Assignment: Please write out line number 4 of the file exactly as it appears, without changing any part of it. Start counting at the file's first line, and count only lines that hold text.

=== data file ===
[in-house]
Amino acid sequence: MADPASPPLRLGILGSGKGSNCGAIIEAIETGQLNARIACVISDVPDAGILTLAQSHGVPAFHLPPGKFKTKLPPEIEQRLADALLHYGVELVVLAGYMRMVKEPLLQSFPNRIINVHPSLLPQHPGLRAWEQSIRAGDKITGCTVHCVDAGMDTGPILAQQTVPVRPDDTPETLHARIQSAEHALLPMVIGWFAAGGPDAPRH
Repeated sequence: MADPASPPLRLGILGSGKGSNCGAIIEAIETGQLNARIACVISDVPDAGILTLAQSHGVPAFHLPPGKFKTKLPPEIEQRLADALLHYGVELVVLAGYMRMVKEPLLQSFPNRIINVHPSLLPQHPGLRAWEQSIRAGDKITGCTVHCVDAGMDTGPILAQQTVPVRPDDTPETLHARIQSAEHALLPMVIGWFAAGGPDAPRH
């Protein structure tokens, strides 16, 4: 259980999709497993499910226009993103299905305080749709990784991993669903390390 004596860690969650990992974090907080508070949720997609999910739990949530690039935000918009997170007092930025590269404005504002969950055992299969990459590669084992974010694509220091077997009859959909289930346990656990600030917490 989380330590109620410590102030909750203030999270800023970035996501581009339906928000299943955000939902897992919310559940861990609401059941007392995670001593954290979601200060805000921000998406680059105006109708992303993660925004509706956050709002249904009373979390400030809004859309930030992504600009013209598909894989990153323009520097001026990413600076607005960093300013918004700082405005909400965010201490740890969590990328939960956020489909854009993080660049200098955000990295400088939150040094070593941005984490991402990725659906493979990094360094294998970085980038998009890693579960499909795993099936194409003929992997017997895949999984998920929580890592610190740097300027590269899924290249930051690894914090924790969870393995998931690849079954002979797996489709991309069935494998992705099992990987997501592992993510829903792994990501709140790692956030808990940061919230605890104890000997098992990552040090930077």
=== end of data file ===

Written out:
């Protein structure tokens, strides 16, 4: 259980999709497993499910226009993103299905305080749709990784991993669903390390 004596860690969650990992974090907080508070949720997609999910739990949530690039935000918009997170007092930025590269404005504002969950055992299969990459590669084992974010694509220091077997009859959909289930346990656990600030917490 989380330590109620410590102030909750203030999270800023970035996501581009339906928000299943955000939902897992919310559940861990609401059941007392995670001593954290979601200060805000921000998406680059105006109708992303993660925004509706956050709002249904009373979390400030809004859309930030992504600009013209598909894989990153323009520097001026990413600076607005960093300013918004700082405005909400965010201490740890969590990328939960956020489909854009993080660049200098955000990295400088939150040094070593941005984490991402990725659906493979990094360094294998970085980038998009890693579960499909795993099936194409003929992997017997895949999984998920929580890592610190740097300027590269899924290249930051690894914090924790969870393995998931690849079954002979797996489709991309069935494998992705099992990987997501592992993510829903792994990501709140790692956030808990940061919230605890104890000997098992990552040090930077």